I know I have read a book worth reading when I’m still thinking about parts of it, several weeks and three books later.
Yes, I am way behind on my book postings again.
This is an excellent choice for an audiobook (courtesy of the WONDERFUL ) Libby library service. A good reader and appropriate accents add a layer to the pleasure!
First of all, it’s a good story, well told with a plucky heroine.
The book takes place during The Depression Era, in isolated spots in Kentucky but in many ways, this book could easily serve as a discussion for current affairs in the U.S.A.
The main character, an admirable young woman named Mary, is known as “Blue” because of a rare condition which causes her skin to be literally blue. This is true also of her parents and her “kin”, though precious few have remained alive in this impoverished place where life is harsh and racism is rampant. Being different can be a life-threatening condition.
Mary works as a “Packhorse Librarian”, traveling long distances every day to bring reading material to people who live in extremely remote places. Not only remote, but some also live entirely off-the-grid. She actually traveled with a mule, not a horse, which is better suited to the difficult terrain. The parts I liked best were Mary’s (called Bookwoman by her patrons) conversations with people who were deeply suspicious of “book learning” – how she coaxed them to try and see for themselves how the information contained in them just might enrich their lives, perhaps even improve it. Sadly, it seems that the importance of a good education today needs defending among some people today.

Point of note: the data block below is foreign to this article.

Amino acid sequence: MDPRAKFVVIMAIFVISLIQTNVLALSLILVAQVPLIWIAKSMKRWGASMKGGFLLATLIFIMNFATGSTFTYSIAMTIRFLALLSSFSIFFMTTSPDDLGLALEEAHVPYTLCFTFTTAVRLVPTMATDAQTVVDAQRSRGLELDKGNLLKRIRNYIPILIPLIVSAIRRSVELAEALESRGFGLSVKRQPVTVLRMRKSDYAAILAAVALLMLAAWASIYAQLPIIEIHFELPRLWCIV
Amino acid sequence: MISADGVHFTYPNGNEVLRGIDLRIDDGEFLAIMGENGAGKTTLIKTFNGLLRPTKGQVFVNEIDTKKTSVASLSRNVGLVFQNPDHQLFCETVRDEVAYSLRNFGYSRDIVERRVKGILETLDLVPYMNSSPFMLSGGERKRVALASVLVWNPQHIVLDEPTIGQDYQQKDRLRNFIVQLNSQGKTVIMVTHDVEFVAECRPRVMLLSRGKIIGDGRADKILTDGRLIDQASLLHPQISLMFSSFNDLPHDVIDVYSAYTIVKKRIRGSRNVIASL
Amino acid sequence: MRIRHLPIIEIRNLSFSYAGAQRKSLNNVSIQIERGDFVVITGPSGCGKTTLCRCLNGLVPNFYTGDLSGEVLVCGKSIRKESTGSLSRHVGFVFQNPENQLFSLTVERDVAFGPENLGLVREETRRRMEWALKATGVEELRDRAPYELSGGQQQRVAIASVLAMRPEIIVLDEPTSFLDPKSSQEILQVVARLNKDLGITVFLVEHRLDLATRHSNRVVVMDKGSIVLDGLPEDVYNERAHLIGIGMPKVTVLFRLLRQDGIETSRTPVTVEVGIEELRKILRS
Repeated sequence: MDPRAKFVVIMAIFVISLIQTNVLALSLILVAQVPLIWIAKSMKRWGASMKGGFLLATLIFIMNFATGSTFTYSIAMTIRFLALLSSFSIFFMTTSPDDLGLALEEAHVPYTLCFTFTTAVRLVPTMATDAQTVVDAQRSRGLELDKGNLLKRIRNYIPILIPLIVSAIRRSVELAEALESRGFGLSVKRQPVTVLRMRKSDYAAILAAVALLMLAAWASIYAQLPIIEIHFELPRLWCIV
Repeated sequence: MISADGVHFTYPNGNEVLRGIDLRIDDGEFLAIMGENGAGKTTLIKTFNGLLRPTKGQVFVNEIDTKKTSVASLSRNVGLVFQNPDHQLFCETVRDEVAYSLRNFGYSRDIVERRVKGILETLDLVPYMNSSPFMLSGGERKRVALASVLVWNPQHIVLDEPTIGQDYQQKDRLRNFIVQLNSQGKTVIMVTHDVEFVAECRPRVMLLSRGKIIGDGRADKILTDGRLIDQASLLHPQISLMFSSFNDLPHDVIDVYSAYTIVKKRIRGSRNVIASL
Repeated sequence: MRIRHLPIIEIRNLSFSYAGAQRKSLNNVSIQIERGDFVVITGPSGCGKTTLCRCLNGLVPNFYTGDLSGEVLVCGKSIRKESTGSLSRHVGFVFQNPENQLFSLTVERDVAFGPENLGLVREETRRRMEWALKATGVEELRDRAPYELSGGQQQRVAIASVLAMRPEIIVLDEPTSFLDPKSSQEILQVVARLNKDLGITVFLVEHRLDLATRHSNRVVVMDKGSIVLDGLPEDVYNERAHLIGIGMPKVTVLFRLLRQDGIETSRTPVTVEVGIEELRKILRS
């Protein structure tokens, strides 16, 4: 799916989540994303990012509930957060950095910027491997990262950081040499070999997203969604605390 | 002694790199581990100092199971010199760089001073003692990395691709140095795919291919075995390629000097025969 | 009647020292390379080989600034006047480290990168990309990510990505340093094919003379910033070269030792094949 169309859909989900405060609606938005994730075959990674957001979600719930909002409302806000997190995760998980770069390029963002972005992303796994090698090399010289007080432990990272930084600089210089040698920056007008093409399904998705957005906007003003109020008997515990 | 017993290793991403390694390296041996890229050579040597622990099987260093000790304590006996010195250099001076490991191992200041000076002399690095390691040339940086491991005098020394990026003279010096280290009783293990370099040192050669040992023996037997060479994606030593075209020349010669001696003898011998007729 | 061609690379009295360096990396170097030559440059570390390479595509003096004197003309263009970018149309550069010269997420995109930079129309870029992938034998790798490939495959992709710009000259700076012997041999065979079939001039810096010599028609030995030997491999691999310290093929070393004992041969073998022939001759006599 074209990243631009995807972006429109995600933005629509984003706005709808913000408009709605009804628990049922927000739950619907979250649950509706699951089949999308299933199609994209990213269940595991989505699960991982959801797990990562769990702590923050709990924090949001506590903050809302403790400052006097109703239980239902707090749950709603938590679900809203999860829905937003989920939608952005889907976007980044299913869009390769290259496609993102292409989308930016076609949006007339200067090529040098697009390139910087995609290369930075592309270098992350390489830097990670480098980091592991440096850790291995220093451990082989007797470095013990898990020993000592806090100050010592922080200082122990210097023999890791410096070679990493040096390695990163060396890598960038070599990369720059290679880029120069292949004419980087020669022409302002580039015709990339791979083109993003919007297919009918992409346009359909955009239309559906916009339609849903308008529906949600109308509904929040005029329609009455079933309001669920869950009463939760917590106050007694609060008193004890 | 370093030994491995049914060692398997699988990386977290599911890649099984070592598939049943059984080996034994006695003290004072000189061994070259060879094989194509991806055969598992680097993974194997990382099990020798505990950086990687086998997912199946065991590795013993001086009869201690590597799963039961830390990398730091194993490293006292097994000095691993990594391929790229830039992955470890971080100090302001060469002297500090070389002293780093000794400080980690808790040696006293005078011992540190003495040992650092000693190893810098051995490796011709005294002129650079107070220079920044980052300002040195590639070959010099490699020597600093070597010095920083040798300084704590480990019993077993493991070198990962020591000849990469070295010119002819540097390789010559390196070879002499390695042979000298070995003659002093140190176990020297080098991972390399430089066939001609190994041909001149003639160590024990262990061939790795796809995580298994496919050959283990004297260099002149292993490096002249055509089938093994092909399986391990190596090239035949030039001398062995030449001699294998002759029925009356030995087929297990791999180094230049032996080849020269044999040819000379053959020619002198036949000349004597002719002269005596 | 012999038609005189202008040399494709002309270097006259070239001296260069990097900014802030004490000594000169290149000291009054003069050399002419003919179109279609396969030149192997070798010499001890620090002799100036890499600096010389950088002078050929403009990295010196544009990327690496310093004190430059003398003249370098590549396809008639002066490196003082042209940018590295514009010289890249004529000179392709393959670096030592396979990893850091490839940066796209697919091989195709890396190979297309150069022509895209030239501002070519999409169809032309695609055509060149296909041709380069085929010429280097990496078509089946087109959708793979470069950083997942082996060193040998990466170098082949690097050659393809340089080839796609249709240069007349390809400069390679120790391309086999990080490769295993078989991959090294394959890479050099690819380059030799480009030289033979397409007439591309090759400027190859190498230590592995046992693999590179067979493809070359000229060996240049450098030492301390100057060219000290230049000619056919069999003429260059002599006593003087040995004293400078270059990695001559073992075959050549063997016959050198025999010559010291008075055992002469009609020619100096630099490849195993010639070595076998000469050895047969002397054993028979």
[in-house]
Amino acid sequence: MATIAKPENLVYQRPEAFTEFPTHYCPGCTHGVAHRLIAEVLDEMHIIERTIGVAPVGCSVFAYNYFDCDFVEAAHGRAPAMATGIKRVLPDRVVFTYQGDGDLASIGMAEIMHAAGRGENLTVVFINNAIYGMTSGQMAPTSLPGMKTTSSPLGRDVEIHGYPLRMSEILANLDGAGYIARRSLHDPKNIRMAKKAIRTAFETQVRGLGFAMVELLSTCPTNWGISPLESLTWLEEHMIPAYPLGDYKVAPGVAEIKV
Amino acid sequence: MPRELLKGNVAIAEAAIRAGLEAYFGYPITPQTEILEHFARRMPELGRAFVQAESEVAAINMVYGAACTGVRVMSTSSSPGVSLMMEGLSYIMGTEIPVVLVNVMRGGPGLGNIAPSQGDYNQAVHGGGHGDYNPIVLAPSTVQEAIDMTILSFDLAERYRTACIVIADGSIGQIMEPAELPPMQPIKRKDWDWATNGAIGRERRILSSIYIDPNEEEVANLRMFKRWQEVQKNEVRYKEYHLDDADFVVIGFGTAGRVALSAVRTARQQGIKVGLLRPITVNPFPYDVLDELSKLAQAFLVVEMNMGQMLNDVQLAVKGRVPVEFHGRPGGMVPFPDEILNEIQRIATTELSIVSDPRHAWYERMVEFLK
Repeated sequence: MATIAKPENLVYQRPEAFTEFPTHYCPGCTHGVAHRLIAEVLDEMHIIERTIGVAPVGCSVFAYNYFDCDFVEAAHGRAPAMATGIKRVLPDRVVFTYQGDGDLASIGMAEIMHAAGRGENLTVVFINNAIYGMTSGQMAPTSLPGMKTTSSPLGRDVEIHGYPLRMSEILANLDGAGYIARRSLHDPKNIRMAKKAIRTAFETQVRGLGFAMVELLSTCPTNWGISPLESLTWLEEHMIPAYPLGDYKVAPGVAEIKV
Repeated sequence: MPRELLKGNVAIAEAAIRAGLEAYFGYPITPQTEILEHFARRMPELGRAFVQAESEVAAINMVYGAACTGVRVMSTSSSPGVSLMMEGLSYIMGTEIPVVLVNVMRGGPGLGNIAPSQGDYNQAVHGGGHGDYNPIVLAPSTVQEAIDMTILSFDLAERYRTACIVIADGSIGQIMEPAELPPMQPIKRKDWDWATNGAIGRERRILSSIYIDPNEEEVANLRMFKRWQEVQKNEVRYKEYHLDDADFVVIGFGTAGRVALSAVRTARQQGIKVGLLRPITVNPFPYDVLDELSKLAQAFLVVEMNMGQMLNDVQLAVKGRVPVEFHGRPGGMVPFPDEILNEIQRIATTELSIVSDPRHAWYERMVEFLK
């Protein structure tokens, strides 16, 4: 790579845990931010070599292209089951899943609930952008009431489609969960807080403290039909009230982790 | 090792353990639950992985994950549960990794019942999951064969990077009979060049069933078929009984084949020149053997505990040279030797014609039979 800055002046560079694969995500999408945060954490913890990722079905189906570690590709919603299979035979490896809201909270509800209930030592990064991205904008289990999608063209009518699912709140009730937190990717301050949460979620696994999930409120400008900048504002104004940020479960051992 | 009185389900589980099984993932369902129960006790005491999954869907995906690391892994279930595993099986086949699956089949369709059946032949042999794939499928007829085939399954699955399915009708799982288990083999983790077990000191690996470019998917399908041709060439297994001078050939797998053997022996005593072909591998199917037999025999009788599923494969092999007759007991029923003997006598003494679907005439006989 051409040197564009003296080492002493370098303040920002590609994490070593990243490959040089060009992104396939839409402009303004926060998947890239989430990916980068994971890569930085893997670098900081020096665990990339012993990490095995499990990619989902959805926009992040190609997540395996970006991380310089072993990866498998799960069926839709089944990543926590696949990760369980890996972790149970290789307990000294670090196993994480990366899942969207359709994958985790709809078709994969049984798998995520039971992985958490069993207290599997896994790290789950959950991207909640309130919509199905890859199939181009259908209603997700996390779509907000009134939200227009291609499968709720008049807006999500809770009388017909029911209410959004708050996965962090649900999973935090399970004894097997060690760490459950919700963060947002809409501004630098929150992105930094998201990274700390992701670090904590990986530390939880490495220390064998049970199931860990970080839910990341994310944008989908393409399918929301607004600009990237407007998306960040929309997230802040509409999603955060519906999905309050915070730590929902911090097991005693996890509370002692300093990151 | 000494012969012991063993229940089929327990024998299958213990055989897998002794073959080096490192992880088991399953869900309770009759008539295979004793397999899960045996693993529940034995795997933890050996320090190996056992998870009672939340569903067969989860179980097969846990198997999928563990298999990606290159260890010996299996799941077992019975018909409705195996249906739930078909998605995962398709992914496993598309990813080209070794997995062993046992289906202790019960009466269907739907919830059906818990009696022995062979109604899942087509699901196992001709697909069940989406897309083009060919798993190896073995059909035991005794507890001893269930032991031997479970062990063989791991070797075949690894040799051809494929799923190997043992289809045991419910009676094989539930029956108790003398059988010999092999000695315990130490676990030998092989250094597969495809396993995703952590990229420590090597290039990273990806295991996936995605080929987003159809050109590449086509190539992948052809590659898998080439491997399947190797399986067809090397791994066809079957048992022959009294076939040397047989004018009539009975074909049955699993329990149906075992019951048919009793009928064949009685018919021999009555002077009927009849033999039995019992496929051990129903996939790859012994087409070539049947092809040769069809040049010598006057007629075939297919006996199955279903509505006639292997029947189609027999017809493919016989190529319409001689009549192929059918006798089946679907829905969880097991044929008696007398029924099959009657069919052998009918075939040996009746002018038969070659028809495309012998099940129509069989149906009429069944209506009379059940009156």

The roving librarian job was just one of the jobs created as part of the government “New Deal” plans to help put food on people’s plates. Starvation was no figure of speech in that area – there were families counting the number of their children who died due to starvation (not to mention the stillborn children). Nonetheless, some preferred to accept their offspring’s deaths rather than cooperate with an interfering government who was offering a salary…
The author did leave me wondering what was the fate of the planned miner’s strikes. At the beginning of the book, there was much talk about the danger of attending a union meeting and the terrible working conditions (and short lives ) of the miners. But after the miner character passes away, we don’t follow that storyline anymore.
While I can be a bit “ornery” (to use a phrase from the book) and am perfectly able to criticize some things about the book, I am certainly glad I read it and recommend it too!